Sunday, July 31, 2011


The novel I'm currently writing takes place in December.  The location isn't the coldest place in winter, but daily highs average 59 F and lows average 38 F.

In the past two weeks where I live, afternoon temperatures have been between 85 and 103, and nights between 67 and 83. Sitting here in my shorts and sleeveless shirts, it's not easy to remember to put jackets and gloves on my characters. It's hard to recall what a winter breeze feels like on naked skin. Or to picture little white puffs of breath while people talk.

I had a similar situation while writing HANG MY HEAD AND CRY. That story takes place in July in Virginia, during a heat wave and drought. I wrote much of that novel during the winter.

Still, I believe in getting the weather and climate right for whatever setting I'm using.  I think I mentioned once in this blog a book I'd read in which a family from Florida goes to Virginia for the Christmas holidays. The author had put far too much snow on the ground for the location. The characters were forever doing things like sitting under a tree for a half hour with no sign of discomfort, or walking on top of the snow without sinking in or slipping. One character said she'd forgotten her gloves, then went on to help build a snowman. The author was a Floridian. I suspect that, since she had no clue snow was wet and freezing cold, her only experiences with it were through visual media.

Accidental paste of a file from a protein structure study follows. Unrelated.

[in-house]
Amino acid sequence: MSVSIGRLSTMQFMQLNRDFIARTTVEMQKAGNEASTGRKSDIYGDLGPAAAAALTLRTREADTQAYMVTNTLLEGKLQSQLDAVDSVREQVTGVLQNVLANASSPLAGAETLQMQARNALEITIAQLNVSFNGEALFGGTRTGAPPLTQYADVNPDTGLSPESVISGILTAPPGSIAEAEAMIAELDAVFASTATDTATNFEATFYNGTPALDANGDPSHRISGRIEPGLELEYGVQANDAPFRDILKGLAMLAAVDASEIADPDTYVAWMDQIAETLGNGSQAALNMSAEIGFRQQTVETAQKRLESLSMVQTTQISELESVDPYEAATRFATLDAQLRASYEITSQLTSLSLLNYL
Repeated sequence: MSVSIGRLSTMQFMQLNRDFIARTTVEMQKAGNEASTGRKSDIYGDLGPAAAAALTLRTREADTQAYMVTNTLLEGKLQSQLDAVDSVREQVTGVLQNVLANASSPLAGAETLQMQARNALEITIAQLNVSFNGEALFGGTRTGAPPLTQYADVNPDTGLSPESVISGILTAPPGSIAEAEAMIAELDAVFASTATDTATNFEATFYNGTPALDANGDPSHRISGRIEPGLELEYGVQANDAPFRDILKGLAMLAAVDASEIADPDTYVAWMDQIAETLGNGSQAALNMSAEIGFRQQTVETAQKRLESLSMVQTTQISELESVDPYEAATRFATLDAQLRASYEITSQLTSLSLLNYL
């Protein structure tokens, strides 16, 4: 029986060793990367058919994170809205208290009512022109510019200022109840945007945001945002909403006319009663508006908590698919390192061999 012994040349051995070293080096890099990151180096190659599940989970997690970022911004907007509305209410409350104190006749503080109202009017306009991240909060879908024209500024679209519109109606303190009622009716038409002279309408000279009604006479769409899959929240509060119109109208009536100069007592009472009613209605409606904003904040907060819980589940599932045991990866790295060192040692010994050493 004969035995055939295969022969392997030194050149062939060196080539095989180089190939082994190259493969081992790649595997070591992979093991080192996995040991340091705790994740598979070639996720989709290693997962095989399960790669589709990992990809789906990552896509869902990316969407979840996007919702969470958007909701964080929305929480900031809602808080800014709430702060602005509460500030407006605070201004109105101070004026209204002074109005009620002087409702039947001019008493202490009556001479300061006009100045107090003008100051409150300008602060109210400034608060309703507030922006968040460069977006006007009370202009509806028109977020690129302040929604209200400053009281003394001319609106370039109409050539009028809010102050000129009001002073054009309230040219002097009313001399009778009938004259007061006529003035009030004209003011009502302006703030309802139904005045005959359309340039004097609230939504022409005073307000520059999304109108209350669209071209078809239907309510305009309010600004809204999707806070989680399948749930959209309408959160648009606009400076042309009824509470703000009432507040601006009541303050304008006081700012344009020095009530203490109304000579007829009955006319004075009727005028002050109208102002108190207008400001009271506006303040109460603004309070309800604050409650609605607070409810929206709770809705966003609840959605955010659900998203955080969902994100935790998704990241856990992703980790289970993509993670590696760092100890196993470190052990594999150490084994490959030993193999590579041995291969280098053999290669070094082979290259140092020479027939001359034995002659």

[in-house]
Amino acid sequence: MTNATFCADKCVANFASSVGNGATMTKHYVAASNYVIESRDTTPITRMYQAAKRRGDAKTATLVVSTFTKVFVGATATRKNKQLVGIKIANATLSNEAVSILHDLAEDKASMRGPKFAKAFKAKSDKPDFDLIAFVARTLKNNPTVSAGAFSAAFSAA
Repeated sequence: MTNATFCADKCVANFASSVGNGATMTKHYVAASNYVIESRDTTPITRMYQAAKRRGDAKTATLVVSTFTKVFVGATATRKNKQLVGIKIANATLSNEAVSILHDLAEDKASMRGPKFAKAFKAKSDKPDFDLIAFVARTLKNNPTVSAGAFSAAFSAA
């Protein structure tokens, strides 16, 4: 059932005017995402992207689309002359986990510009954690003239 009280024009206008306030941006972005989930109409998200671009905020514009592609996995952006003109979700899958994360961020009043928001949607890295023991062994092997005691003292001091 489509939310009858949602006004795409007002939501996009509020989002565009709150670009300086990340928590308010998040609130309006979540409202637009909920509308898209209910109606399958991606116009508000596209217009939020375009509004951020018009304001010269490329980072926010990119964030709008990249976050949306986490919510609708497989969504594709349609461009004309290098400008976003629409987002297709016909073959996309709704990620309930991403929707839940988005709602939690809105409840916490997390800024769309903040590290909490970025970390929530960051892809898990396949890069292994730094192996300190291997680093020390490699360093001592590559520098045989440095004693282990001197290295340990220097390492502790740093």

These days, it's easy to Google monthly average temperatures and precipitation for just about anywhere on earth. Writers researching historical novels can use weather descriptions in dairies and local newspaper archives. I did this with FEAR ITSELF. My 1933 characters had to deal with messier weather, but I had the satisfaction of knowing it was authentic and much more interesting than relentless nice days (which is rare for March in Southeastern Pennsylvania).

Weather adds depth and mood to a setting. Yet writers seldom use it except in the extreme, like the blizzard that stranded the train in MURDER ON THE ORIENT EXPRESS.

As I finish this blog, the sky outside is turning an ominous dark gray. I can hear thunder from the southwest.

Think I'll go enjoy the impending show.

Stay cool,

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